From the man who popularized drug-buying trips into Canada for senior citizens comes a new idea: Use a 19th century treaty to allow imported discount drugs to be sold on the Flathead Reservation.
Last week, Whitefish farmer and former Democratic nominee for the U.S. Senate Brian Schweitzer pitched his idea for a pharmaceutical re-import business to the Confederated Salish and Kootenai Tribal Council.
At the very least, his proposal is intended to mock an industry that exports pharmaceutical drugs to Canada where they are sold for far less than south of the border. And perhaps, says Schweitzer, the tribe will get rich and the people of Montana could purchase medicine more cheaply.
“Win, lose, or challenge, it’s all good public relations,” says Schweitzer.
In 2000, Schweitzer made national headlines when he organized bus caravans of senior citizens to Canada and back, each of whom returned with a 90-day supply of medications bought at a fraction of their price in this country. The attention helped Schweitzer nearly defeat incumbent Sen. Conrad Burns (R–Mont.), who started the race with a significant head start in name recognition and fundraising.
Schweitzer deferred questions about a possible bid for the Governor’s Mansion, saying he has a farm and family to care for, and asked rhetorically if anyone had seen his name on a ballot recently. Nevertheless, the overtones of a political campaign were clear.
“I’m looking for loopholes because Congress won’t do its job,” said Schweitzer. “If our representatives won’t do their job, maybe we should turn to the first Montanans.”
Schweitzer suggested the tribal council send an individual across the border to purchase drugs wholesale, or perhaps set up a local franchise to test the tribes’ sovereign rights under the Hellgate Treaty of 1855. Doing so would force the federal government to reconcile drug costs and the exemption of the pharmaceutical industry from the North American Free Trade Agreement.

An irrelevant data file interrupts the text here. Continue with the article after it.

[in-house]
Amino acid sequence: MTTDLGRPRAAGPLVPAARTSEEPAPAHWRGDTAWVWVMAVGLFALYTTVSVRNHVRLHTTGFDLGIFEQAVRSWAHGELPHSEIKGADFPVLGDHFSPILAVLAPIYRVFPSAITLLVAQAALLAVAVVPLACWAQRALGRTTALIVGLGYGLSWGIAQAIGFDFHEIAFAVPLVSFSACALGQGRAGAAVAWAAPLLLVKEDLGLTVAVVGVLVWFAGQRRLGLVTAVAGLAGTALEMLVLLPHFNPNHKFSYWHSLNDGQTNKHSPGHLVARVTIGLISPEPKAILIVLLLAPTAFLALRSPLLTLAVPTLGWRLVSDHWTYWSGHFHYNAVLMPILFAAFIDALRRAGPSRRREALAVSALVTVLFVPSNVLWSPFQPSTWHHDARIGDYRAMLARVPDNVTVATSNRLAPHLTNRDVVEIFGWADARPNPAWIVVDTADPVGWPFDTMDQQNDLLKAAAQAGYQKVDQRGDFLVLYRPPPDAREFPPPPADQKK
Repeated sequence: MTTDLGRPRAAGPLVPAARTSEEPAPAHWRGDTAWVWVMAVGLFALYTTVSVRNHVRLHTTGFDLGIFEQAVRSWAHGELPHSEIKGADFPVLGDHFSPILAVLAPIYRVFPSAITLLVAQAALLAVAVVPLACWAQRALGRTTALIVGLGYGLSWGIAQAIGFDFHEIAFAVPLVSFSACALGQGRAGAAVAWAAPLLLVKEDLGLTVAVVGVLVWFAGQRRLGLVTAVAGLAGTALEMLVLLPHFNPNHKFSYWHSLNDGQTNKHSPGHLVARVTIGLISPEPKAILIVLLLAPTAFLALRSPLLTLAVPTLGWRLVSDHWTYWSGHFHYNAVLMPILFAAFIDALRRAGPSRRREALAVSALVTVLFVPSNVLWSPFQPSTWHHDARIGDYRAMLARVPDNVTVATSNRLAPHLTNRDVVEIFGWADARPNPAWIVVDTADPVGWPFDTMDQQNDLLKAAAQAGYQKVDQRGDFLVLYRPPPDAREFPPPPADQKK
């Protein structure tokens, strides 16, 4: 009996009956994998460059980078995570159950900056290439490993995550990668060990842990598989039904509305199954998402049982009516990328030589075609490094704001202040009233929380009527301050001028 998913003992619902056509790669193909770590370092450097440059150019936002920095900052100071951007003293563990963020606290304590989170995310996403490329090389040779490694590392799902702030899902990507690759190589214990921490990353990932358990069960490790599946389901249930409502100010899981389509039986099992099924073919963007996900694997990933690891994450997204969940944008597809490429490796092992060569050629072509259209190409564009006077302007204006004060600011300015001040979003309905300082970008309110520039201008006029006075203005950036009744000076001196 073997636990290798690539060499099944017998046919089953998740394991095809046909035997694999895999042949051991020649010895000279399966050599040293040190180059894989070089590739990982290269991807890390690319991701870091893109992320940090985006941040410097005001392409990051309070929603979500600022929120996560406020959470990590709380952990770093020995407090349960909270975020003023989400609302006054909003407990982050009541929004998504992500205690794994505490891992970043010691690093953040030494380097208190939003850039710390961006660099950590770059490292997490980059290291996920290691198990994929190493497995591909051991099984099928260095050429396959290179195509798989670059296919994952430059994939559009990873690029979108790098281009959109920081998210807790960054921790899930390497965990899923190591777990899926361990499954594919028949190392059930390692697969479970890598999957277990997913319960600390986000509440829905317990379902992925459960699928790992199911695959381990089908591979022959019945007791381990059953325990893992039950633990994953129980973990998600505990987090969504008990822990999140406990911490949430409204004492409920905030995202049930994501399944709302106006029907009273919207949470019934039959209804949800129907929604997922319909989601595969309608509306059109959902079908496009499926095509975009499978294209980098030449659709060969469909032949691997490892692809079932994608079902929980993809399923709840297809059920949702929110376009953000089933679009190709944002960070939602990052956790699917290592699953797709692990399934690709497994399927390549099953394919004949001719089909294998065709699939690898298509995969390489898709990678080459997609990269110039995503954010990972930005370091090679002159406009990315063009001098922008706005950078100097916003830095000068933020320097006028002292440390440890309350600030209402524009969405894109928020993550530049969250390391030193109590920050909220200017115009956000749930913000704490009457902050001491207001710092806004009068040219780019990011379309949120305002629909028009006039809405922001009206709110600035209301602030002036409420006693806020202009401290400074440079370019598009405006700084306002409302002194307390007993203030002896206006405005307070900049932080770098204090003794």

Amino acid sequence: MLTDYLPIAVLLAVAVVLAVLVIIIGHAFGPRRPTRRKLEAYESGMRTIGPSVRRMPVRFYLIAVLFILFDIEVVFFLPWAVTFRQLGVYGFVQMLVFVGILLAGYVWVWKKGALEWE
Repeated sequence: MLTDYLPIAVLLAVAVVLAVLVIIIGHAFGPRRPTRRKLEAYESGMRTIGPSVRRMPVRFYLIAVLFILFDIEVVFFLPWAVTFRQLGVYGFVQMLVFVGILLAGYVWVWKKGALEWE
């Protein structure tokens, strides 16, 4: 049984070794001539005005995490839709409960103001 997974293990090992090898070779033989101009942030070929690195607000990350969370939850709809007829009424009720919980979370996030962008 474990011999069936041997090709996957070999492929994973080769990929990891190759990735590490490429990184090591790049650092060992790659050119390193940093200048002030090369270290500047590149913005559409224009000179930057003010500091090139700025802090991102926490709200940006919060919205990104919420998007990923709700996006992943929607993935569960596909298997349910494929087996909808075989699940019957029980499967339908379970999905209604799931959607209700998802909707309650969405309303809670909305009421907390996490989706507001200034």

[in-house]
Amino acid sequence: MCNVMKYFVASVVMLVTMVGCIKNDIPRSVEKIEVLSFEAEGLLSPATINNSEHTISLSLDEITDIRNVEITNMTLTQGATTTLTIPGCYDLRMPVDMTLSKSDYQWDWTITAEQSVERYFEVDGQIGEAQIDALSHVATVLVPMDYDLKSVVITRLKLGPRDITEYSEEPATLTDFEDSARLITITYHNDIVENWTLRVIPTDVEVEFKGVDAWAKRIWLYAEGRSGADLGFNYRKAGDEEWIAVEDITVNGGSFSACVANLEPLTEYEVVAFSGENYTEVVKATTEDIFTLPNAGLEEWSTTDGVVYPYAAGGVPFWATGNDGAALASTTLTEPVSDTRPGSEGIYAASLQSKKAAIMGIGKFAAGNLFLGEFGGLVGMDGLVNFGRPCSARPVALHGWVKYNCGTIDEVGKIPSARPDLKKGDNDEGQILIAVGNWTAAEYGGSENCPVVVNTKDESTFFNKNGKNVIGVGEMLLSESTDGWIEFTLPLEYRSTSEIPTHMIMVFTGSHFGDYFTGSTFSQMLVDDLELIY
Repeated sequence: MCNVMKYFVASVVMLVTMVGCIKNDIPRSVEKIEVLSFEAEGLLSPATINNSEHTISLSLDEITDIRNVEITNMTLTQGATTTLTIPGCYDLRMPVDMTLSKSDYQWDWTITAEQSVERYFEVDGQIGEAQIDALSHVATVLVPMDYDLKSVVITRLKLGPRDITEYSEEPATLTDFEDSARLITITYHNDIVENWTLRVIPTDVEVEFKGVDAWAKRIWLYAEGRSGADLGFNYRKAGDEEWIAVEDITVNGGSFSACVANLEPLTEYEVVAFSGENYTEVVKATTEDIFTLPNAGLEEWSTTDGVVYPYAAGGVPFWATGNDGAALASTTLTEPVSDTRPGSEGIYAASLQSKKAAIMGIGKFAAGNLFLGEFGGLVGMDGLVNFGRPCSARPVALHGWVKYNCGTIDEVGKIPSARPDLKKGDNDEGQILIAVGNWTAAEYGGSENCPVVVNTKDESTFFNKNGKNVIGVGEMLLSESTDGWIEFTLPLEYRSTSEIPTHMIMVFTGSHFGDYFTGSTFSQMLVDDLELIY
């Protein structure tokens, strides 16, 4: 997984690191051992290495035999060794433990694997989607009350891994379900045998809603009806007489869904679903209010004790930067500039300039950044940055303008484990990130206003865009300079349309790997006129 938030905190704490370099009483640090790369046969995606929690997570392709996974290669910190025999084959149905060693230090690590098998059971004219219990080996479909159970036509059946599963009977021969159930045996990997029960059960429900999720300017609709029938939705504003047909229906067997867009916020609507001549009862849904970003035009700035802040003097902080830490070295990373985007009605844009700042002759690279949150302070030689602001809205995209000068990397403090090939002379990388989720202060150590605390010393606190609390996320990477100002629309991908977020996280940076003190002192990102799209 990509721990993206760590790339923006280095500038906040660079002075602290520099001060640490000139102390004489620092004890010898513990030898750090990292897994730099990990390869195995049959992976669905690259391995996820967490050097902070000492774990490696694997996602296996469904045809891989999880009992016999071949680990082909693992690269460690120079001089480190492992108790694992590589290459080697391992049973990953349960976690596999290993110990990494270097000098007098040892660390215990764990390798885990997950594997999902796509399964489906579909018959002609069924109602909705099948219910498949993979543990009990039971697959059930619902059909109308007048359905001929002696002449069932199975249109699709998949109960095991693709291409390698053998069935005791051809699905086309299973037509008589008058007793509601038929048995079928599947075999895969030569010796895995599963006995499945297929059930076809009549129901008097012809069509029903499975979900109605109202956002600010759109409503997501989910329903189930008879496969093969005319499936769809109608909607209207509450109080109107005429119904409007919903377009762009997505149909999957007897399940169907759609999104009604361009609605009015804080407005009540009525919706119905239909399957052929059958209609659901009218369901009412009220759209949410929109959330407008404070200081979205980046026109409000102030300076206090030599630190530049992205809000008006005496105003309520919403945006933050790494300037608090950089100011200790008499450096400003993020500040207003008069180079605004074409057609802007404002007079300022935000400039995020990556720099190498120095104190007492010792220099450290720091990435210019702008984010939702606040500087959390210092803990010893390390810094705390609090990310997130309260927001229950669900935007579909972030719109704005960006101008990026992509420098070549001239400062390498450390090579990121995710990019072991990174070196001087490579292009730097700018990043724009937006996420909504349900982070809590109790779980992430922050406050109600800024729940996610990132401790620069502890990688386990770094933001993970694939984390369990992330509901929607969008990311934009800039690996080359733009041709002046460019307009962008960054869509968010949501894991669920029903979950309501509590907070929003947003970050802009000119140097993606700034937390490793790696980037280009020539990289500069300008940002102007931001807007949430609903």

Council members expressed interest, but didn’t dwell on his suggestion that they might gain a $100-million foothold in the $100-billion-a-year industry. “It does sound like it would reduce costs to our elders, our precious elders,” said Council Chairman D. Fred Matt.
The council referred the issue to tribal attorney Ranald McDonald, who said he would review the case law on the subject, including the Jay’s Treaty of 1794 between England and the United States, which permits unfettered trade between Indians across the border. MacDonald expressed skepticism that the federal government would allow such an enterprise, but agreed to look into it.
“This isn’t even in the ballpark of the most wacky proposal we’ve received,” McDonald said. “This deserves some scrutiny.”